Originally from Steuben County, New York, Josiah H. Bonney came to Van Buren County in southeast Iowa in June 1839. Back in Illinois (1838), Bonney had formed a business partnership with B. B. Rew, and during their first summer in Iowa, they did quite well. Sadly, a large amount of goods purchased in St. Louis that fall got delayed on the Mississippi River because of 1) an early winter, and 2) the political issues surrounding the Border Line dispute – The Honey War – between Missouri and Iowa. Read more here.
Unfortunately, the St. Louis shipment did not reach Van Buren County until spring 1840, and with the partners’ bank notes maturing, the firm failed. Sadly, Rew soon died, leaving Josiah struggling for the next ten years to pay off their company’s indebtedness. Despite the setbacks, Bonney kept pushing forward, being elected County Sheriff (see above right) for two separate terms (1840-42 and 1844-46), and serving – in between – as representative to the Territorial Legislature in Iowa City for the 1843-44 session – the second assembly to be held in the new capitol building.
In 1846, Josiah was elected Clerk of the District Court, and in 1848-1850 served as Iowa’s Secretary of State – working out of the capitol in Iowa City. It was during his term in office when he received this request (below) from Jonas Wescoatt for state reimbursement from Monroe County, Iowa. Read the details here.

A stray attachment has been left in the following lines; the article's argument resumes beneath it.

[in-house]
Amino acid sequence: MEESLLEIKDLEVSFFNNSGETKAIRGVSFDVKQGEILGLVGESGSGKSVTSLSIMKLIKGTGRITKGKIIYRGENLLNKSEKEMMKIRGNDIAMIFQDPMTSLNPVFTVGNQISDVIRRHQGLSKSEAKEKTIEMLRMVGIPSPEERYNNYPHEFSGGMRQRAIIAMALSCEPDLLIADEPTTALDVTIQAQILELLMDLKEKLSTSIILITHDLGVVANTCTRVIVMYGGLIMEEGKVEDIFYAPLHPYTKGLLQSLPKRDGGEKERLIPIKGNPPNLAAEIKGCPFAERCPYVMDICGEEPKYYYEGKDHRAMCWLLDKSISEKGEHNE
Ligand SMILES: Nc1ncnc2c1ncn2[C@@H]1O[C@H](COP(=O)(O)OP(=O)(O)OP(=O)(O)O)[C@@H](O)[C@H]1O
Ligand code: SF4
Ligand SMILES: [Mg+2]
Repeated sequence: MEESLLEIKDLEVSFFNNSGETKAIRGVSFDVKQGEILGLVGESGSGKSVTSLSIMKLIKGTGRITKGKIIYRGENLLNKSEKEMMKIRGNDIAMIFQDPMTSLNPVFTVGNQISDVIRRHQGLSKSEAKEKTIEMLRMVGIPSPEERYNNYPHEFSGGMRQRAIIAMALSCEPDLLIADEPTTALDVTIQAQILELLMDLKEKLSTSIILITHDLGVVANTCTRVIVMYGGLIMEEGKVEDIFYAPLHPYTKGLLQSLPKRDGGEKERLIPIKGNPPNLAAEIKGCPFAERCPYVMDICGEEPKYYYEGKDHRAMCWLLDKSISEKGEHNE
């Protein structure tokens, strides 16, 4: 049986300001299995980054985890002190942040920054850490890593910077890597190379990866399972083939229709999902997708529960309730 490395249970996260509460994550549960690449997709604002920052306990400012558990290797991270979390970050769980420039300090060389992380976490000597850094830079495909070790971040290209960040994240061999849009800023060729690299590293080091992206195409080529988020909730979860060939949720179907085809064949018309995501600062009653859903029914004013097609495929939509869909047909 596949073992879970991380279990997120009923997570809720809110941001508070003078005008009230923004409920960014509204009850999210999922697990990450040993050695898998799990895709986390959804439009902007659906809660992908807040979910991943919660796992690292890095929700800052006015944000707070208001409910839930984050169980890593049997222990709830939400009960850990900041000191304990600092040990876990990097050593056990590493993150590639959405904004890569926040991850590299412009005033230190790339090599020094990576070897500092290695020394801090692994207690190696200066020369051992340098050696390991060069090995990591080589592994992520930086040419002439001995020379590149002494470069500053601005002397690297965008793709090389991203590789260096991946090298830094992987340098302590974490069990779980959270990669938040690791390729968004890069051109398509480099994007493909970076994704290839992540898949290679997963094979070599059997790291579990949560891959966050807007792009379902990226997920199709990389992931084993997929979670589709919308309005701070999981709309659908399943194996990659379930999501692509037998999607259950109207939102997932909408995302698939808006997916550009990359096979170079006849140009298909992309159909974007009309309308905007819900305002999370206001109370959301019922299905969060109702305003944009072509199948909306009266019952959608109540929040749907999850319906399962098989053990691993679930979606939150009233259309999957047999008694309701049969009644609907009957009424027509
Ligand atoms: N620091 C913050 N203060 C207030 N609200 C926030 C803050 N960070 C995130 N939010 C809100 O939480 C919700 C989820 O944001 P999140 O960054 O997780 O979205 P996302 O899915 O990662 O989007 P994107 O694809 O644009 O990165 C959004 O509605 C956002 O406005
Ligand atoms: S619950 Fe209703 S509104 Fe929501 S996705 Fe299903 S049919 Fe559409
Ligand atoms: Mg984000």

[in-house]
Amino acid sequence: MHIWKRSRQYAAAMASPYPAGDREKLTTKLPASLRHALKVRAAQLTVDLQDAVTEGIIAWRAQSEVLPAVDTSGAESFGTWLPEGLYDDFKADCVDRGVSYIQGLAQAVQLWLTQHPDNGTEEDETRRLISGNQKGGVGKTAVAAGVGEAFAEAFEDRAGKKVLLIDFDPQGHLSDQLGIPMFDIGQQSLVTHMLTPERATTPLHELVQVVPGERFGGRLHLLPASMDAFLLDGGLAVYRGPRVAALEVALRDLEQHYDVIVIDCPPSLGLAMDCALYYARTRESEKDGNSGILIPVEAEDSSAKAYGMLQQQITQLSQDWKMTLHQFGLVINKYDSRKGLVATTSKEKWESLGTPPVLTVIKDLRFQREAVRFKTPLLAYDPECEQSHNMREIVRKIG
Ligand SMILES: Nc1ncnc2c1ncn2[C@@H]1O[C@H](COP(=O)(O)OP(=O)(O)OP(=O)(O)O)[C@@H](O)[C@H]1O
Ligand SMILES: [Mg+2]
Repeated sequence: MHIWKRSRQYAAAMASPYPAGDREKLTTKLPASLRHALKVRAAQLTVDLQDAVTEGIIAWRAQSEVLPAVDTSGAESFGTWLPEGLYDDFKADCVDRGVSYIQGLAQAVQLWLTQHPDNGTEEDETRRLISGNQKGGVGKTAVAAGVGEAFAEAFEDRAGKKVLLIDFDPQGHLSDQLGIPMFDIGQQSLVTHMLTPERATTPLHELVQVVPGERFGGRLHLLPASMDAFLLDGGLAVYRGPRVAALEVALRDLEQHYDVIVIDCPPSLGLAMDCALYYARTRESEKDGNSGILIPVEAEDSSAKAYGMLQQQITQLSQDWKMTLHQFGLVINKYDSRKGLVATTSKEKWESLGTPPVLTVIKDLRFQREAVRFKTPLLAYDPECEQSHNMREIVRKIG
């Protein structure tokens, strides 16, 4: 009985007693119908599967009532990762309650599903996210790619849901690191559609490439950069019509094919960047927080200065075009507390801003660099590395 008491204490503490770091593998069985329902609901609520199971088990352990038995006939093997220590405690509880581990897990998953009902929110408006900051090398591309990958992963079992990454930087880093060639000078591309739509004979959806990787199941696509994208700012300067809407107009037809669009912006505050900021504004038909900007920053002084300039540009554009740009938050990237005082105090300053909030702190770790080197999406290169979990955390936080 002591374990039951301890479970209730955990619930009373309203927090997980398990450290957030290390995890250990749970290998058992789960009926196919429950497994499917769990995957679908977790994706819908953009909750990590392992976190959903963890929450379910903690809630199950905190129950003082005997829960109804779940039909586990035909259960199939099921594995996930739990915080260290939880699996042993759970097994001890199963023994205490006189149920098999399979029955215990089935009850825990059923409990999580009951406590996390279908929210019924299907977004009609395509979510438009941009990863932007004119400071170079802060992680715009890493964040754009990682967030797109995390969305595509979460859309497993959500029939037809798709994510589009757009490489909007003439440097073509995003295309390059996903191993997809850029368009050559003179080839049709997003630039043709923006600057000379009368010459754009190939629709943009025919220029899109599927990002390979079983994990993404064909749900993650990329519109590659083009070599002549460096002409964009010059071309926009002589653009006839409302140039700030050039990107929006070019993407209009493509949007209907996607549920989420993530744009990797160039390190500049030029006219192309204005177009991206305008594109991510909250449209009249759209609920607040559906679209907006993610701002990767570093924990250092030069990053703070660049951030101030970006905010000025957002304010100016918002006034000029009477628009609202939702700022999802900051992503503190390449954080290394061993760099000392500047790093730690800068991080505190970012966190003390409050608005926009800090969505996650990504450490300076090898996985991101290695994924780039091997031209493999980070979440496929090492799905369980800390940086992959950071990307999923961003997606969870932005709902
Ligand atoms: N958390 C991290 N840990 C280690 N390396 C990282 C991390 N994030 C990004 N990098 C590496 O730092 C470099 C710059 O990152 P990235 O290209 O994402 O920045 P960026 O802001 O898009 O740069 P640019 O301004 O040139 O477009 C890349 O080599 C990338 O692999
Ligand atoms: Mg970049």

The other rare postal cover in our collection comes from Bonney’s Secretary of State office in Iowa City even after he had “officially” been replaced by the new Secretary of State George W. McCleary. It’s a “form letter,” so to speak, that was sent out to all twenty-nine of the other states in the Union. In our case, the letter is dated January 28, 1850, postmarked in Iowa City the following day (January 29, 1850), and is addressed “To His Excellency the Governor of the State of Connecticut in Hartford.”
As you can see from the contents (below), this “form letter” was informing the good Governor of Connecticut – Joseph Trumbull – that two copies of the 485-page publication – Journal of the House of Representatives of the Second Regular Session of the General Assembly of the State of Iowa – had been mailed to him.
Now, as you might imagine, this 485-page book was not light reading, so in most cases, I’m guessing these books went right over from the Governor’s office to the state library for filing under the category of ‘Dry U.S. History’. But if you are so led, fortunately, the entire book is available for you – via Google Books – to peruse… Take a look at the entire 485-page publication here.
For the sake of shortness, here are just a few of the opening pages. Enjoy!